History

Alachua Womans Club   In 2012, we celebrated the 100th Anniversary of the Alachua Woman’s Club, and commemorated the legacy of founding members. Sharing this history helps the community understand the important contributions made by our foremothers.

The IRBY (2)following history was authored by Mrs. Mary Elizabeth (Bill) Irby, a long-standing and hardworking member of the Alachua Woman’s Club.  

During the summer of 1912 three new classrooms were built onto the wooden school house that stood where the telephone company stands today. The County School Board had no money available to buy the furnishings for the new classrooms. They needed everything – desks, chairs, blackboards, books, even chalk.

A primary teacher by the name of Mrs. Hilton, who had taught in other schools brought an idea that she had seen work in other places before a gathering of parents and teachers. Her suggestion was for parents and teachers to join together and form a club. The club would have as their sole purpose the task of solving the problems of the school needs.

On November 12, 1912 the patrons gathered and elected Mrs. C.F. Stephens as their president. They decided to name their club The School Improvement Club of Alachua. They had many fund raising projects throughout the year and were able to raise enough money to furnish the new schoolrooms, pay a $125.00 down on a piano, and hire a janitor. Through the years the club continued to support the school by raising money from their many projects.

In 1921 the club members decided that not only did the school need their continued help, but also there were many things that they could do to help the town so they voted to change the club’s name to The Improvement Club of Alachua.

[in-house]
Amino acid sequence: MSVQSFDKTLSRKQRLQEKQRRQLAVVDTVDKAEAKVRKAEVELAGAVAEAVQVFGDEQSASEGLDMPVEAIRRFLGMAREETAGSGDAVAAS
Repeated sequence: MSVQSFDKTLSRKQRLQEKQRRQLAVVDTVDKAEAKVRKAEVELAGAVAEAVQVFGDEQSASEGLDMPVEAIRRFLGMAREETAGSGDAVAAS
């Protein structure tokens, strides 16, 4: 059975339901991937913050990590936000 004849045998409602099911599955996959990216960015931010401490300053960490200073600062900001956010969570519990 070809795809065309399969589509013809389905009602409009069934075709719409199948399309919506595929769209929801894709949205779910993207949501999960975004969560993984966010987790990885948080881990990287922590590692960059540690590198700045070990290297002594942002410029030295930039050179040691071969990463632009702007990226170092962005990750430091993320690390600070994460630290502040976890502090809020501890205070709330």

The club under its new name continued with money raising projects using the monies to help the school, the town and to begin a savings account. In 1949 the club’s name changed again and became The Alachua Woman’s Club. Mrs. Ralph Cellon, Sr. was the president.

The first mention of acquiring a clubhouse was in 1924. The work begins to establish the clubhouse that has become a landmark on Historic Main Street in the heart of downtown Alachua. Follow this history with Mrs. Irby as we prepare for the celebration on Sunday, July 20th from 3:00 to 5:00PM. We’ll resume next week.

What we now know as the Alachua Woman’s Club was founded in 1912 as The School Improvement Club of Alachua. With the help of many fund-raising projects, the Club raised monies to help the local school and the town. In 1924, work begins to establish a clubhouse. As we prepare for the 70th Anniversary of the Clubhouse, we resume our recollection of the history of these determined women through the history as compiled by Mrs. Mary Elizabeth (Bill) Irby.

By 1932 property had been purchased to build the landmark Clubhouse located on Historic Main Street. The Club elected Mrs. Sealy as Building Chairman. In investigating their options, Mrs. Sealy found out that help to build community buildings could be had from the federal government (F.E.R.A.) later called the P.W.A. (Public Works Projects).

Application was made and at the January 1935 meeting a director (Mr. Bruno) for the P.W.A. came to the club and outlined the procedure for receiving aid. He reviewed the club house plans the ladies had commissioned. The club’s committee pulled together all of the requirements and pressed Mr. Bruno to help present the application to the authorities.